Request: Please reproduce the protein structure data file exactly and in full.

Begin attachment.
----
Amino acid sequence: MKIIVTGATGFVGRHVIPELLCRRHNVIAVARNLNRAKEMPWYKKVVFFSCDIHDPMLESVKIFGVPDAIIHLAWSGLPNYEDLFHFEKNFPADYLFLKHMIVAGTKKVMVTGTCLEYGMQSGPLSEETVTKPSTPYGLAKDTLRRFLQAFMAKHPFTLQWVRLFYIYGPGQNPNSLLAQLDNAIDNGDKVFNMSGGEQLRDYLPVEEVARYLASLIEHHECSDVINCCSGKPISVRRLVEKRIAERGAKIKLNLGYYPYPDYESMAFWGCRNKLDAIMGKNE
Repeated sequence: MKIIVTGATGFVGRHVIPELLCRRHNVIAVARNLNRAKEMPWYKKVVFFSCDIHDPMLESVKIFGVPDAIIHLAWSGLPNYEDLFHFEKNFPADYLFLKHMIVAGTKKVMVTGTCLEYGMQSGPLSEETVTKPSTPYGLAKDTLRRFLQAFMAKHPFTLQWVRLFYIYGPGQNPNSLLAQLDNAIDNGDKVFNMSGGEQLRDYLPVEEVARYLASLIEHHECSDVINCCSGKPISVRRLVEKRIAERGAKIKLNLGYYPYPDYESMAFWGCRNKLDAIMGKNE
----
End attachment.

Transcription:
Amino acid sequence: MKIIVTGATGFVGRHVIPELLCRRHNVIAVARNLNRAKEMPWYKKVVFFSCDIHDPMLESVKIFGVPDAIIHLAWSGLPNYEDLFHFEKNFPADYLFLKHMIVAGTKKVMVTGTCLEYGMQSGPLSEETVTKPSTPYGLAKDTLRRFLQAFMAKHPFTLQWVRLFYIYGPGQNPNSLLAQLDNAIDNGDKVFNMSGGEQLRDYLPVEEVARYLASLIEHHECSDVINCCSGKPISVRRLVEKRIAERGAKIKLNLGYYPYPDYESMAFWGCRNKLDAIMGKNE
Repeated sequence: MKIIVTGATGFVGRHVIPELLCRRHNVIAVARNLNRAKEMPWYKKVVFFSCDIHDPMLESVKIFGVPDAIIHLAWSGLPNYEDLFHFEKNFPADYLFLKHMIVAGTKKVMVTGTCLEYGMQSGPLSEETVTKPSTPYGLAKDTLRRFLQAFMAKHPFTLQWVRLFYIYGPGQNPNSLLAQLDNAIDNGDKVFNMSGGEQLRDYLPVEEVARYLASLIEHHECSDVINCCSGKPISVRRLVEKRIAERGAKIKLNLGYYPYPDYESMAFWGCRNKLDAIMGKNE